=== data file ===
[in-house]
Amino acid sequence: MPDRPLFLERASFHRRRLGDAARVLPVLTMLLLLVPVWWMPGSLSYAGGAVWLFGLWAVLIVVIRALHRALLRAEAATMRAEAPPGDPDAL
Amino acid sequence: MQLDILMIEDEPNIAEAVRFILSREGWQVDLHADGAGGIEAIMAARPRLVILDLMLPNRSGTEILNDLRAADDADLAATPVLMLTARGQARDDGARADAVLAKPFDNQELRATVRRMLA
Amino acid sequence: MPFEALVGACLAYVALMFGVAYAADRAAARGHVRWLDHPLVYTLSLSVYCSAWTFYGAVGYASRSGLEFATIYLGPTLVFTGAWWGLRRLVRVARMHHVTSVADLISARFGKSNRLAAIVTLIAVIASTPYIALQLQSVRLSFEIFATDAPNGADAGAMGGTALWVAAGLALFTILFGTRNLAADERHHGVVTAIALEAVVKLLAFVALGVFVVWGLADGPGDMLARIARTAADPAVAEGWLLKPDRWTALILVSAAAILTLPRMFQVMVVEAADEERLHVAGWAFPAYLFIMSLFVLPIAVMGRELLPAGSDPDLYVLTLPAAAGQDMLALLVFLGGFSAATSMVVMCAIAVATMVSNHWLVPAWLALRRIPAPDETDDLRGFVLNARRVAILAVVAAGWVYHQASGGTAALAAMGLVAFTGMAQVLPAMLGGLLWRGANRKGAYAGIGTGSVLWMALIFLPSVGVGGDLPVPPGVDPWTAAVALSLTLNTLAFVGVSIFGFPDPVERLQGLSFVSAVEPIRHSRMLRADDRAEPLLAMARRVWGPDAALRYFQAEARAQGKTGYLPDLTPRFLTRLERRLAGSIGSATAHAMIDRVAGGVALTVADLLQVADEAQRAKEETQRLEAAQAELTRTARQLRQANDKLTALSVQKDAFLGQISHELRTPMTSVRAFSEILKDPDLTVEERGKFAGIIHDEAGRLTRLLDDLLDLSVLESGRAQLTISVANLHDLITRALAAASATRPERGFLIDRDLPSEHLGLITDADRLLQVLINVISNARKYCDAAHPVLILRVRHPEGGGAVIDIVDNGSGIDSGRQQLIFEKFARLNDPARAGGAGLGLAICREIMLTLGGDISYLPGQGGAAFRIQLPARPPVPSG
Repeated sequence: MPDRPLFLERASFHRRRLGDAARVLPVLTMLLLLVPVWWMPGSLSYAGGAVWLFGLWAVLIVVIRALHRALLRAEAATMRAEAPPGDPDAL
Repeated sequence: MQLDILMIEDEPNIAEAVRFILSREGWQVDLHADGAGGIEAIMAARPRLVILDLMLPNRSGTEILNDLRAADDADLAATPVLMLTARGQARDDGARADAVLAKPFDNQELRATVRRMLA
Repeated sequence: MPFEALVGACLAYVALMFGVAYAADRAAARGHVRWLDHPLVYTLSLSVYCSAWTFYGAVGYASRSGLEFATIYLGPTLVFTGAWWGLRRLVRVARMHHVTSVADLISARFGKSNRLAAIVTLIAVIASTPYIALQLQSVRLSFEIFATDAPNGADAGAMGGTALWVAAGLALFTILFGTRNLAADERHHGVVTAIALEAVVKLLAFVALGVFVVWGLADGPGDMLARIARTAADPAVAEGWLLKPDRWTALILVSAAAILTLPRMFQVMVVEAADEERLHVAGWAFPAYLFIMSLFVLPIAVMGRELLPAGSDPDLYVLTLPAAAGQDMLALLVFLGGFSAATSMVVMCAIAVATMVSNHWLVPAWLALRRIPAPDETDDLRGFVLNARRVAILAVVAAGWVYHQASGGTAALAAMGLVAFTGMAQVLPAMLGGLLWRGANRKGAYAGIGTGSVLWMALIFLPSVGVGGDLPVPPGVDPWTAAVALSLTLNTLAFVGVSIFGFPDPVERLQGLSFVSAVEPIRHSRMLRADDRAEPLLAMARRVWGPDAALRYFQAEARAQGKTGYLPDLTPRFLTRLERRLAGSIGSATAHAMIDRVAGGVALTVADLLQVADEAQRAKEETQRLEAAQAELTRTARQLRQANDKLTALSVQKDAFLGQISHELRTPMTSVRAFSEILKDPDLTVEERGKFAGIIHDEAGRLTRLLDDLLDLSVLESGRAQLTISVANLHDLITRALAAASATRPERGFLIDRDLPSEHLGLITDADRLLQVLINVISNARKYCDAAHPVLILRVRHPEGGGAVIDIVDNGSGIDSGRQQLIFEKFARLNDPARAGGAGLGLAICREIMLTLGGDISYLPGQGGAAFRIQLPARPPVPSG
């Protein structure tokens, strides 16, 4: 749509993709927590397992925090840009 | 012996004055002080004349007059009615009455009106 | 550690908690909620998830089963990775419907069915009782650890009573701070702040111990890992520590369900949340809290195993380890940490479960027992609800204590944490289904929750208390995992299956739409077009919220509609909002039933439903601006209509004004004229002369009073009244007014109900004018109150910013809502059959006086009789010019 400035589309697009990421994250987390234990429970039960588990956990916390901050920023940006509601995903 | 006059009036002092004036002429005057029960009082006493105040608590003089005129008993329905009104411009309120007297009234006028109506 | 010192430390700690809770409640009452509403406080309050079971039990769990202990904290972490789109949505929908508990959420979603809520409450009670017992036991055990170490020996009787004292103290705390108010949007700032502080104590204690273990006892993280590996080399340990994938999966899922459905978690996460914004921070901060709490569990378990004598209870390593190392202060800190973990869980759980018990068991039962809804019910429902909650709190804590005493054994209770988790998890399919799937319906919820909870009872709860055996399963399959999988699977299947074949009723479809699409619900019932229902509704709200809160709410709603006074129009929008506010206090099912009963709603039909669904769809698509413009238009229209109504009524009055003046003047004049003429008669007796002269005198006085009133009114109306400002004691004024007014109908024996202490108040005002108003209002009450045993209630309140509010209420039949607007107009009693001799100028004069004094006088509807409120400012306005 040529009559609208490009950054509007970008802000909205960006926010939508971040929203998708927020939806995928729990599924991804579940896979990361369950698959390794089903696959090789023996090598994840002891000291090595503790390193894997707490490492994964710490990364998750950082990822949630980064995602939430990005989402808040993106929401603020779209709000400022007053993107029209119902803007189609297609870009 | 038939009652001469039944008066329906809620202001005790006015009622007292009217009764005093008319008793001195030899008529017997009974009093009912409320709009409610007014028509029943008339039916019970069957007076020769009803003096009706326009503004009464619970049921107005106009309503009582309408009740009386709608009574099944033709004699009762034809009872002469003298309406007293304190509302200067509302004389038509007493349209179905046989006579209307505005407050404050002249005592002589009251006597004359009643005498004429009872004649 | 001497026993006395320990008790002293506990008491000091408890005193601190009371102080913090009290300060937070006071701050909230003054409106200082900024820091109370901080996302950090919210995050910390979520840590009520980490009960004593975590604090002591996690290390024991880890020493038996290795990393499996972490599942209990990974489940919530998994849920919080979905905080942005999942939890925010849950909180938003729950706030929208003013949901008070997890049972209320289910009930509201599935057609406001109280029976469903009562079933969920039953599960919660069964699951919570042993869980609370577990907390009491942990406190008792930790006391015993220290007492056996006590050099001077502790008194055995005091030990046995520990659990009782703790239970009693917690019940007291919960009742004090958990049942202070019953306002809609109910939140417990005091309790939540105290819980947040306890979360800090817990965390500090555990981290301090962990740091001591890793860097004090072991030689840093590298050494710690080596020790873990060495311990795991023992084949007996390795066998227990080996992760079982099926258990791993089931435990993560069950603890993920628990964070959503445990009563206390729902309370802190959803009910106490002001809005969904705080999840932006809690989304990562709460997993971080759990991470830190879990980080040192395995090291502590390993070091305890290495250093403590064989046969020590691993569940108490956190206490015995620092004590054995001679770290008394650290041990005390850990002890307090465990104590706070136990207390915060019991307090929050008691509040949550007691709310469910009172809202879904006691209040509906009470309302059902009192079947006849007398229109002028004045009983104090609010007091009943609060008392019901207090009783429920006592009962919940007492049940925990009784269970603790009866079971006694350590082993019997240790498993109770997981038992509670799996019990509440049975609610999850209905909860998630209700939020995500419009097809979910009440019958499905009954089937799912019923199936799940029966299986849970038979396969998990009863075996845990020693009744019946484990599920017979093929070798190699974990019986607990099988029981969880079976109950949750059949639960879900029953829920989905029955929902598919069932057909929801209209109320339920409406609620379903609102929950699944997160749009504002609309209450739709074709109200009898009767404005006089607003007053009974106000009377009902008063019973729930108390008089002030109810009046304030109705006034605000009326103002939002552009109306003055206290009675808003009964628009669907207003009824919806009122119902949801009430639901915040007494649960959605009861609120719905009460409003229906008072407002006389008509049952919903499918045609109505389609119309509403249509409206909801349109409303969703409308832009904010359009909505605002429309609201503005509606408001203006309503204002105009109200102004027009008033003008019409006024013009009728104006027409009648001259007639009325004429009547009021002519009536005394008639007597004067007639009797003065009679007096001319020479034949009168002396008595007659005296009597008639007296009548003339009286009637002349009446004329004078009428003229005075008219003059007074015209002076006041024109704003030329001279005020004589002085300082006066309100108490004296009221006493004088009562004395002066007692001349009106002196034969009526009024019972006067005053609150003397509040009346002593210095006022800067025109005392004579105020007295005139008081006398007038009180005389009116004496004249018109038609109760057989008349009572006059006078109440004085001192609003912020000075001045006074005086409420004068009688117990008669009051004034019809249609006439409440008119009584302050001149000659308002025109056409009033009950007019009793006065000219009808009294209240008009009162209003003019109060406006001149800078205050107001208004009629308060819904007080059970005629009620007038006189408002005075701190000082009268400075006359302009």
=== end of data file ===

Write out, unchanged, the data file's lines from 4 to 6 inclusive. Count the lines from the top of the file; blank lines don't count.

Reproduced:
Amino acid sequence: MPFEALVGACLAYVALMFGVAYAADRAAARGHVRWLDHPLVYTLSLSVYCSAWTFYGAVGYASRSGLEFATIYLGPTLVFTGAWWGLRRLVRVARMHHVTSVADLISARFGKSNRLAAIVTLIAVIASTPYIALQLQSVRLSFEIFATDAPNGADAGAMGGTALWVAAGLALFTILFGTRNLAADERHHGVVTAIALEAVVKLLAFVALGVFVVWGLADGPGDMLARIARTAADPAVAEGWLLKPDRWTALILVSAAAILTLPRMFQVMVVEAADEERLHVAGWAFPAYLFIMSLFVLPIAVMGRELLPAGSDPDLYVLTLPAAAGQDMLALLVFLGGFSAATSMVVMCAIAVATMVSNHWLVPAWLALRRIPAPDETDDLRGFVLNARRVAILAVVAAGWVYHQASGGTAALAAMGLVAFTGMAQVLPAMLGGLLWRGANRKGAYAGIGTGSVLWMALIFLPSVGVGGDLPVPPGVDPWTAAVALSLTLNTLAFVGVSIFGFPDPVERLQGLSFVSAVEPIRHSRMLRADDRAEPLLAMARRVWGPDAALRYFQAEARAQGKTGYLPDLTPRFLTRLERRLAGSIGSATAHAMIDRVAGGVALTVADLLQVADEAQRAKEETQRLEAAQAELTRTARQLRQANDKLTALSVQKDAFLGQISHELRTPMTSVRAFSEILKDPDLTVEERGKFAGIIHDEAGRLTRLLDDLLDLSVLESGRAQLTISVANLHDLITRALAAASATRPERGFLIDRDLPSEHLGLITDADRLLQVLINVISNARKYCDAAHPVLILRVRHPEGGGAVIDIVDNGSGIDSGRQQLIFEKFARLNDPARAGGAGLGLAICREIMLTLGGDISYLPGQGGAAFRIQLPARPPVPSG
Repeated sequence: MPDRPLFLERASFHRRRLGDAARVLPVLTMLLLLVPVWWMPGSLSYAGGAVWLFGLWAVLIVVIRALHRALLRAEAATMRAEAPPGDPDAL
Repeated sequence: MQLDILMIEDEPNIAEAVRFILSREGWQVDLHADGAGGIEAIMAARPRLVILDLMLPNRSGTEILNDLRAADDADLAATPVLMLTARGQARDDGARADAVLAKPFDNQELRATVRRMLA